Earlier this month, the Committee on the Status of Endangered Wildlife in Canada (COSEWIC) released the results of their latest Wildlife Species Assessment, following meetings that took place in Ottawa at the end of November. Among the species assessed, was the original St. Lawrence River Striped Bass, one of three distinct Striped Bass populations found in Canada. Based on COSEWIC’s findings, this particular subset of Striped Bass, which historically lived in the St. Lawrence, is sadly now considered extinct.
A victim of overfishing and habitat degradation, the last known Striped Bass of the original St. Lawrence population was caught in 1968. In 2002, Striped Bass from the Miramichi River in New Brunswick were released into the St. Lawrence in an attempt to re-establish a reproducing population. However, it was determined that these Miramichi Striped Bass belong to the Gulf of St. Lawrence subset, different from those originally found in the St. Lawrence. So, while you can still find Striped Bass in the St. Lawrence River, they are not of the same population that historically called the river home.
While no Striped Bass live in the Ottawa River, four other species of bass do including Largemouth Bass, Smallmouth Bass, Rock Bass and White Bass. The fate of the original St. Lawrence River Striped Bass highlights the importance of advocating for and working to protect the natural populations of species found within our river and watershed. These local populations often provide vitally important diversity to the overall gene pool of a species.
Ottawa Riverkeeper has embarked on a number of projects to protect our most vulnerable species. For several years we have been working to protect the presence of the American Eel in the Ottawa River. The American Eel is a unique species of eel which spawns in the Sargasso Sea then migrates to mature in the Ottawa River, where it has held strong cultural importance to the Algonquin people for thousands of years. Over the past half-century there has been a dramatic decline in the number of American Eel found in the Ottawa River, with populations decreasing by 99% largely due to the construction of dams that block its migratory route.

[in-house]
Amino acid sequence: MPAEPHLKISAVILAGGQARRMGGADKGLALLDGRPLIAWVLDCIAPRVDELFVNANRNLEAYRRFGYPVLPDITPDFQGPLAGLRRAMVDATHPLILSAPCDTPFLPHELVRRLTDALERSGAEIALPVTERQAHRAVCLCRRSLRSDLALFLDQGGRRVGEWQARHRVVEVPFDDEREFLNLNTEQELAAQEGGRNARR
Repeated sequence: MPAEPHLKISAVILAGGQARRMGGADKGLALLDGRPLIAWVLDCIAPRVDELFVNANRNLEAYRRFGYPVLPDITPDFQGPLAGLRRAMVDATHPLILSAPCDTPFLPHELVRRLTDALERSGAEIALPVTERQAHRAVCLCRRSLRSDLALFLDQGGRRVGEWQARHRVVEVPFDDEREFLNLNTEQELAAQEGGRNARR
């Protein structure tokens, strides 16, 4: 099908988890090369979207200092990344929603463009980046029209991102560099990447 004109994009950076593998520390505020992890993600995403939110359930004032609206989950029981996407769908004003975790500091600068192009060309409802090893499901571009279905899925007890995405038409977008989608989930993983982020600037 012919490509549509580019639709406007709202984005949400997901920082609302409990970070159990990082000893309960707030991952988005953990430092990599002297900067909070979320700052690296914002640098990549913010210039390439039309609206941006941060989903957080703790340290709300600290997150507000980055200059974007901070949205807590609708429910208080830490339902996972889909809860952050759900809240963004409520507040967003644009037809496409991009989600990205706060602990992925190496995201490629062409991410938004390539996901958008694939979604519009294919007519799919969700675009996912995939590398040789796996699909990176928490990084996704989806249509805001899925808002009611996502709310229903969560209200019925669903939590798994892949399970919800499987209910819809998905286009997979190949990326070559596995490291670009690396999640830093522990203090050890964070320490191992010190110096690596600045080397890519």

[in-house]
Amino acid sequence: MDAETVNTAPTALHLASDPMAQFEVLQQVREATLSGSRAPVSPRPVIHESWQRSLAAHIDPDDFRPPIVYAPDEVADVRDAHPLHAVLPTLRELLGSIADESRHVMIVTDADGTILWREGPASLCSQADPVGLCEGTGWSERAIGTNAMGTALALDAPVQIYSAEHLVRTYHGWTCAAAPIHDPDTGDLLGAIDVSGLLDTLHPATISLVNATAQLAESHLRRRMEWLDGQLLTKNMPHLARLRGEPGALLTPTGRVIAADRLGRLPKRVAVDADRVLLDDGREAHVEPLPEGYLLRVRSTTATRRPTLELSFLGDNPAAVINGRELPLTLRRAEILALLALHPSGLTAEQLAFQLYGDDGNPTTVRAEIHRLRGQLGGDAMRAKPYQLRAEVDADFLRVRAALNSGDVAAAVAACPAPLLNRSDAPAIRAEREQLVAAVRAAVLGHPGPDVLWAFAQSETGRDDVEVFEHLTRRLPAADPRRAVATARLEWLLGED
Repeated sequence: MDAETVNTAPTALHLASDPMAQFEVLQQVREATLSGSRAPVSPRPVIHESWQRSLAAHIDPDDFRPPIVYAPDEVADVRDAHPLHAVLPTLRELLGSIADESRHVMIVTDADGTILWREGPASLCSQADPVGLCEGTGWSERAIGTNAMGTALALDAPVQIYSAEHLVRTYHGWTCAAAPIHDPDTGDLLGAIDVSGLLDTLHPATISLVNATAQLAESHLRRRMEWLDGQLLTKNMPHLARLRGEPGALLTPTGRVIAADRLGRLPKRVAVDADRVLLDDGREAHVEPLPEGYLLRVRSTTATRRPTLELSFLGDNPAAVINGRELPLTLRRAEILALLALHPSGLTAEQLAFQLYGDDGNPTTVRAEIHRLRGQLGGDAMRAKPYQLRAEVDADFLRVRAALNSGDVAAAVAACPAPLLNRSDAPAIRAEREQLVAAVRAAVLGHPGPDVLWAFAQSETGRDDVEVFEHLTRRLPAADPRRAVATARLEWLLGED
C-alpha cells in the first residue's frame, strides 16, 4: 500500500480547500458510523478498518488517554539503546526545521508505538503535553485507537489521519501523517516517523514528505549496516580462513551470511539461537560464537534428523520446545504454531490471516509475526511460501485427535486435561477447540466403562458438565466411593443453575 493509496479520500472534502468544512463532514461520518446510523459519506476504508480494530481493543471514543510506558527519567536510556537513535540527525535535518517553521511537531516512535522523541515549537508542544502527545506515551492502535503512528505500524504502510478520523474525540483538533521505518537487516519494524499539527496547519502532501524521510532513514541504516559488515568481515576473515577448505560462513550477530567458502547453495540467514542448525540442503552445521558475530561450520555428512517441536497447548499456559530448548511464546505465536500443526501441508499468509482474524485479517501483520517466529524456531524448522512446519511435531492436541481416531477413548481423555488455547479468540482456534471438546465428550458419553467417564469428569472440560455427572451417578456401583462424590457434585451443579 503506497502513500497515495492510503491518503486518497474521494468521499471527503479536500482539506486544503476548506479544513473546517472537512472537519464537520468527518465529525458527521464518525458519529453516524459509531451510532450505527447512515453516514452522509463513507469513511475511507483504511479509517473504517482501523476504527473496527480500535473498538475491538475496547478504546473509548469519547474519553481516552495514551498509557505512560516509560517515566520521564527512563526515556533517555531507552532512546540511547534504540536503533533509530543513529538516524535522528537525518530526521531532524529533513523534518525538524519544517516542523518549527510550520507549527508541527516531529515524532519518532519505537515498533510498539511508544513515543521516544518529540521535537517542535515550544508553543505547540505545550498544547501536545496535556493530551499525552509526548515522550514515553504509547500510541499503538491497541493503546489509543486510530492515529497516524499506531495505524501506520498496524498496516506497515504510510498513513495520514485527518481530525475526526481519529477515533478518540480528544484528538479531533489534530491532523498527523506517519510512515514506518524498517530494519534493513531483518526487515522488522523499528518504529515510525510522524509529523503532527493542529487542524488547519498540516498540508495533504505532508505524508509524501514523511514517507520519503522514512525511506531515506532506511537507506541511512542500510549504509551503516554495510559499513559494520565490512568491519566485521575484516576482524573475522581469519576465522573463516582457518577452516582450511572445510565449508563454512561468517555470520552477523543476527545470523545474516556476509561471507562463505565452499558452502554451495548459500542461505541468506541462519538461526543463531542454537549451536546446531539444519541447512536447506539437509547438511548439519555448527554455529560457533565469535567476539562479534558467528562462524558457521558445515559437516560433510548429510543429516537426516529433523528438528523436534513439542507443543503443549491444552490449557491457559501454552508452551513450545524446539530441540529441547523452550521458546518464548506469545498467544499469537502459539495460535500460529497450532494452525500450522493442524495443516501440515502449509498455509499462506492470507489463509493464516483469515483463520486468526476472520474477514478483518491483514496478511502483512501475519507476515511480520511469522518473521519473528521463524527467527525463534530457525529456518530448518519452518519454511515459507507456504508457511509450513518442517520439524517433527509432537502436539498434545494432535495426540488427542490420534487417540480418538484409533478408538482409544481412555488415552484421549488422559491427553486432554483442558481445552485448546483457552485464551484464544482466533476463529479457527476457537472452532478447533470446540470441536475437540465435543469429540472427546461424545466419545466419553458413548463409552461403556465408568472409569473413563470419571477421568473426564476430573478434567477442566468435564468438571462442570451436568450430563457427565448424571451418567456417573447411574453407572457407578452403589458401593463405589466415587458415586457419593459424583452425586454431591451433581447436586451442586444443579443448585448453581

More recently we launched an initiative to survey the Hickorynut, a freshwater mussel recently added to Canada’s Species at Risk Act. The Ottawa River has the largest known density of Hickorynut in Canada, and it is important to learn more about the conditions that let it thrive in order to better protect the species at large. This is work we would not be able to do without the support of the entire Ottawa Riverkeeper community. Hopefully, with our continued efforts, a similar fate will not befall these amazing animals.
If you’re interested in the results of all the species assessed at the latest COSEWIC meeting you can find a summary table here: http://www.cosewic.ca/index.php/en-ca/assessment-process/summary-wsam-nov2019.
And to read COSEWIC’s press release on the original St. Lawrence River Striped Bass see their website here: http://www.cosewic.ca/index.php/en-ca/news-and-events/press-release-striped-bass-nov-2019.
Cover image: Timothy Knepp, USFWS< Previous post Next post >